There is no race quite like the Japanese Grand Prix and for many reasons. The people for one; polite, passionate and welcoming. The track is amazing both from a racing and photographic viewpoint and the facilities are excellent. Of course Lewis Hamilton shone again taking pole position and chalking up another win.But harking back over the weekend I can report that on Friday and Saturday, grey skies were prevalent and on Saturday morning we had bit of rain. On the Friday, I did the first session in pit lane focusing on drivers and pit lane action. The ferris wheel at the track is an integral part of so many shots. Its size ensures it is visible from a number of spots around the track and over the weekend I used it in the background of many of my images. Fan-wise there were many keen to get close to their idols and the woman below, with her nails dedicated to Lewis, was happy to show me her phone cover which was signed by the Mercedes driver in 2016. She managed to grab Lewis’ attention as he entered the paddock on Friday and was nearly in tears after he stopped to give her a quick hug. The woman below wasn’t quite so lucky.She had waited for hours for Kimi and when he eventually emerged to cross the paddock to the garage, she chased him, begging for an autograph. “Please, please, please!” she wailed. Kimi was unperturbed and maintained his focus on the garage. “Please, Please!” she continued to beg, but to no avail.Kimi just kept moving and remained detached. That’s his way.Perhaps Kimi should get a scooter like Lewis; seen below with his delightful physio Angela Cullen in hot pursuit. This tactic is a cracker for avoiding autograph/selfie hunters.During the Saturday morning session I shot from the exit of spoon curve and got eaten badly by mosquitoes. On Friday, I shot from the esses. I did have a giggle when I saw another seasoned pro photographer lose his phone over the fence and onto the track during one of the sessions. That’s the sort of thing that I could see myself doing but haven’t as yet done so. I was thankful to have my 18-year old son Tyler shooting with me in Japan. He took this pic of me carting around my 600mm lens and wearing one of my new F1 shirts. I had previously worn 4 cotton polo shirts at the past 30 races and decided it was time for a change. In the downtime when there is no action on track I spend my time looking for shots of drivers, ideally with clean backgrounds or backgrounds that identify the track, like Suzuka’s ferris wheel.If there are no drivers to be found, there are always fans, team personnel, ex-racecar drivers now married to team bosses (Susie Wolff, wife of Mercedes boss Toto Wolff)and TV presenters like Federica Masolin who was dressed simply on race day but spiced things up with the brightest of red lipsticks. Back to the action on track and after the drivers’ parade on Sunday, Lewis got on his scooter and headed downhill past the grandstand acknowledging his sizable fan base. For the race start I chose to go to the tower at the chicane. Being a photographer means you can only see a small section of the track at any one time. All the time you’re hoping for something interesting to take place in your viewfinder so on the first lap of the race, I was excited to see Max Verstappen run off the track at the chicane.and make contact with Kimi Raikkonen on his way back onto the track. The sun shone for much of the race and I spent my time around the chicane where the range of shots on offer was wide. It’s so rare to get such clean shots with grass in the foreground and crowd or ferris wheel behind. After the chequered flag had been waved I sprinted for a spot on the parc ferme fence putting me centimetres away from 3rd place-getter Max Verstappen.Lewis had his own photographer at parc ferme who obviously was unaware of the rules and proceeded to head towards the car as the Mercedes champ was about to get out (grey t-shirt below).He was quickly removed by the FIA media people.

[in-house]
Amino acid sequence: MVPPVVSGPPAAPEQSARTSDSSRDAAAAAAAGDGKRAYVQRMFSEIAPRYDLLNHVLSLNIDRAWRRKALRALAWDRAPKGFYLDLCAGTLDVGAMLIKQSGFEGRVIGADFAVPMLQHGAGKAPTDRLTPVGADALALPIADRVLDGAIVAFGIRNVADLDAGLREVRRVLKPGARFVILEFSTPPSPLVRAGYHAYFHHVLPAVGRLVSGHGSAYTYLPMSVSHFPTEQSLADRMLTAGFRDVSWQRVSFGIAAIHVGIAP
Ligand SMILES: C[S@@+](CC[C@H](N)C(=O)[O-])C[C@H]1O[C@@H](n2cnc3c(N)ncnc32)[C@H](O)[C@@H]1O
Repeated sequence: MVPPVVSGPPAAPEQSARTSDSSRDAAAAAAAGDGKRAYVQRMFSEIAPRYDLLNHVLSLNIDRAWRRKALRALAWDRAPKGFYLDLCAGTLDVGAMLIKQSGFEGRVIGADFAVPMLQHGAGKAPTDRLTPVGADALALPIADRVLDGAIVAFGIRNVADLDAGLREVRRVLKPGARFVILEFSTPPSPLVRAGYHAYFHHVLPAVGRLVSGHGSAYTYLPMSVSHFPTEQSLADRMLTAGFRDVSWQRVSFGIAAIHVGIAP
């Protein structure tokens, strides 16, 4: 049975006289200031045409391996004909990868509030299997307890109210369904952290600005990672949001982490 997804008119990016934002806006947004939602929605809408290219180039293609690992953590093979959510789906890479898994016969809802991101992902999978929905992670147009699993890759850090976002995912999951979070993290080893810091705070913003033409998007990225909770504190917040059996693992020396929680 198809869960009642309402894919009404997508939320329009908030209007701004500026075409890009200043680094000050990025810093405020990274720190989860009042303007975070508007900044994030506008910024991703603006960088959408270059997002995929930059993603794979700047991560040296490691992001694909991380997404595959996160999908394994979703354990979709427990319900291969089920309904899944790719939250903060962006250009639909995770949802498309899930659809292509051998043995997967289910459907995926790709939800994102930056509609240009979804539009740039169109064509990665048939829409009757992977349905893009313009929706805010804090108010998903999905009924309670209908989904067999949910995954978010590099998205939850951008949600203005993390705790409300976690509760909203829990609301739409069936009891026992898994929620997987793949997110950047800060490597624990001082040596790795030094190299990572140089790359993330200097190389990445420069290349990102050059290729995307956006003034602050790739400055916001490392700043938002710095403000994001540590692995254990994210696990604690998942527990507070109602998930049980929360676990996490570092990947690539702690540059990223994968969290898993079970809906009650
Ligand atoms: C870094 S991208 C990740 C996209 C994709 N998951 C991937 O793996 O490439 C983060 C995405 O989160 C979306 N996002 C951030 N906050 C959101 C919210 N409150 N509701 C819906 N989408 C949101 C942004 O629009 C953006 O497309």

An hour or so after the podium presentation, Mercedes did their traditional celebration pic and it always ends with the winning driver spraying his team members with champagne.However, during last night’s celebration a photographer accidentally knocked over one of the 3 trophies, chipping off a section at the back (see below). It will be fixed I’m sure.
That wraps up a great 4 days in Suzuka and 10 days in Japan for me. If you’ve never been to this country you should get here and take it all in. It’s mighty, although the traffic out of the track each night is horrendous so do what some of the drivers did, and take a helicopter.
More in 11 days from Austin Texas. Sayonara!